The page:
Together for Housing

May 15, 2023 •  By Cécile Andrieu
Visuel moteur Agir ensemble pour le logement

New alarming data:
Nearly one in five Greater Montreal households does not have enough income to pay for housing and their essential needs

Montreal, May 15, 2023 – While the current housing situation has been recognized as a crisis, its scope is often more severe than people realize. Close to 360,000—or nearly one in five—Greater Montreal households do not make enough money to pay for their housing and for essential needs such as food, clothing or transportation. After their rent is paid, these households start the month already in the red. The total annual deficit for these households is estimated to be $3.6 billion per year.

This data derived from residual income—an indicator that will be used every year to capture the scope of the crisis—comes from an analysis announced today* by Centraide of Greater Montreal at the Together for Housing event.

This gathering brought together and mobilized over 400 community stakeholders (citizens, community agencies, the business community, institutions, as well as representatives from the three levels of government) to find lasting solutions to the housing crisis for vulnerable people.

“This situational portrait shows that housing is not just about the number of doors we have to build but about the people who are impacted and the communities that are deteriorating. This major crisis is exacting a significant social toll,” explained Claude Pinard, President and Executive Director of Centraide of Greater Montreal. “The cost of housing exerts great pressure on households, especially those with low incomes. We must act together to build a supportive and inclusive society that leaves no one behind or denies people’s right to adequate and affordable housing.”

The cost of housing has a domino effect on other concerning social issues, such as child development, mental health, food security, domestic violence, and homelessness. It has indirect impacts on society in terms of things like health, the economy, education and crime.

Residual income as a tracking indicator

Stakeholders who work in housing all agree that it is important to capture the scope and evolution of the crisis on a yearly basis. To do so, Centraide partnered with community agencies, public health, cities, governments, and researchers. McKinsey Montréal—a partner to Centraide for over 10 years—volunteered to provide a profound analysis and develop a measurement tool that reflects the evolving nature of the housing crisis.

Residual income refers to the money that households have left after paying for their rent and essential needs. A negative budget forces people to turn to community agencies (such as for food assistance) or risk their health and safety (for example, by eating a poor diet, living in substandard housing, or staying with an abusive spouse).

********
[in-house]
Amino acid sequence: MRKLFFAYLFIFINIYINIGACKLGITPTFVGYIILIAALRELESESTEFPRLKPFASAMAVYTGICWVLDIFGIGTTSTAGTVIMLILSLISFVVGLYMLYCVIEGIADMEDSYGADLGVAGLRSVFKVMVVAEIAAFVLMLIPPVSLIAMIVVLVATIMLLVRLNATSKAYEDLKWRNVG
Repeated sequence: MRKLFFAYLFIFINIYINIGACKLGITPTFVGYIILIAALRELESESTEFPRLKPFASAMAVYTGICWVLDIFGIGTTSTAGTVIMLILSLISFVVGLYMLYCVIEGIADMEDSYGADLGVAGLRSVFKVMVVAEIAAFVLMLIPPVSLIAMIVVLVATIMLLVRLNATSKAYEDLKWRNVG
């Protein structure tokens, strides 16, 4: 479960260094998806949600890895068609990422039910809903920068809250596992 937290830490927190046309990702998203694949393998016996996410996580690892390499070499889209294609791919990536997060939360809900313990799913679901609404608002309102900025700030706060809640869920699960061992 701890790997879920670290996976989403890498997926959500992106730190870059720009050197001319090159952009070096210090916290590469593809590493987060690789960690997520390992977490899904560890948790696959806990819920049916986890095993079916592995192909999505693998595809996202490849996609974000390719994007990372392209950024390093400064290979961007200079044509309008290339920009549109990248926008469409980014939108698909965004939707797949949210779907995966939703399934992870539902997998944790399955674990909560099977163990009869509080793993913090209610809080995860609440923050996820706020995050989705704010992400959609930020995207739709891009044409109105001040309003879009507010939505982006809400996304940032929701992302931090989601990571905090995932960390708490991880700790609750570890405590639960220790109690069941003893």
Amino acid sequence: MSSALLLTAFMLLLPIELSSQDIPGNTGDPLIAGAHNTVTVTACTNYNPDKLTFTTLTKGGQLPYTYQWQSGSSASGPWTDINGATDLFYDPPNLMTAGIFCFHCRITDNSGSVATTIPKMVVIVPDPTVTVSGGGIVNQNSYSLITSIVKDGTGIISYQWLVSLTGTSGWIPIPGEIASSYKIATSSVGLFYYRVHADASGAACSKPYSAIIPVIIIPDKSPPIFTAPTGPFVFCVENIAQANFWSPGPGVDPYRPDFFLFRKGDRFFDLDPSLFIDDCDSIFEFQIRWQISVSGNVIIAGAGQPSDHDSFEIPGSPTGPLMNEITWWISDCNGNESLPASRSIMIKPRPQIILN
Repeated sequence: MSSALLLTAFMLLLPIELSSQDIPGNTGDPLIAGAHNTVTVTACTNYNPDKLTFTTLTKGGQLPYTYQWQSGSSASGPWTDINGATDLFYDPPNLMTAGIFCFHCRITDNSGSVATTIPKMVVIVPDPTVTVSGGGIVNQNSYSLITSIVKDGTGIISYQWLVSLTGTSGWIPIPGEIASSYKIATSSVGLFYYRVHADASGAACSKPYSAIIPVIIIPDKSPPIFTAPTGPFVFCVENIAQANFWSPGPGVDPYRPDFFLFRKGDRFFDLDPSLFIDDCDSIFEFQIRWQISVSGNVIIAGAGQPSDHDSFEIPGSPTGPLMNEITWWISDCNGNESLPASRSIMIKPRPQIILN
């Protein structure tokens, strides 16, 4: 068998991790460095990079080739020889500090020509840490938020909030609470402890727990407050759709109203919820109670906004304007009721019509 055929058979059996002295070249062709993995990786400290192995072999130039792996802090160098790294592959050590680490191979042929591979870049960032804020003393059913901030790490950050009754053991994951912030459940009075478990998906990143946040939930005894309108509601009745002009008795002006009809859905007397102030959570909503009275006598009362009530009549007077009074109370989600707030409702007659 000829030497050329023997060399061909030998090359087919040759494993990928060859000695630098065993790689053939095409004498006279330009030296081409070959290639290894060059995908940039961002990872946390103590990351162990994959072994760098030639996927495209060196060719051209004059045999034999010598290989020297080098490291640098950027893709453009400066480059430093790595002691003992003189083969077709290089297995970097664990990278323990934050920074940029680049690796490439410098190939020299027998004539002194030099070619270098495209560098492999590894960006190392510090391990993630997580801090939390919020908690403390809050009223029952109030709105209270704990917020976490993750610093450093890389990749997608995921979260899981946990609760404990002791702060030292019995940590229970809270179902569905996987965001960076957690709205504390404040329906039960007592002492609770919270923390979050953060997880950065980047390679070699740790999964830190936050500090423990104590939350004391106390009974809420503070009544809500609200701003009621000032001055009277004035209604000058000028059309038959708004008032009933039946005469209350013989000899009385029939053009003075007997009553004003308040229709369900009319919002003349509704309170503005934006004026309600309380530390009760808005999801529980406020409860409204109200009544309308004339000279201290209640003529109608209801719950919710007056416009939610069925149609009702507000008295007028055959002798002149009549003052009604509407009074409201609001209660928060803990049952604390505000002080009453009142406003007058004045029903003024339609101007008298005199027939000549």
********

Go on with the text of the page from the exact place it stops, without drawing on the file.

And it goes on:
Every year, this indicator will track the number of households living on insufficient income to meet their housing and essential needs and measure the magnitude of their budget deficit. This will help us monitor the impact of our joint efforts to address the housing crisis and take the necessary corrective action.

Acting on the causes of poverty to reduce its impacts

Together for Housing is the culmination of a broad conversation with various stakeholders that began in spring 2022. A diverse working group examined the situation and identified 115 barriers and options related to housing issues. In November, Centraide presented the Vital Signs on Housing report, in collaboration with the Foundation of Greater Montreal and the Institut du Québec, to present the housing situation and its impacts, particularly on disadvantaged households.

About Centraide of Greater Montreal

A true agent of change, Centraide of Greater Montreal takes action in the territories of Laval, Montreal and the South Shore. It regularly supports a network of over 350 agencies and collective projects every year. Centraide is supported by businesses and organizations as well as the general public. It implements strategies and actions to break the cycle of poverty and social exclusion to improve the living conditions of vulnerable people. Last year, its community investment was $59.1 million, which represents over 88% of the money raised from its annual campaign. Over 800,000 people are helped each year by the agencies supported by Centraide of Greater Montreal.

* available in french only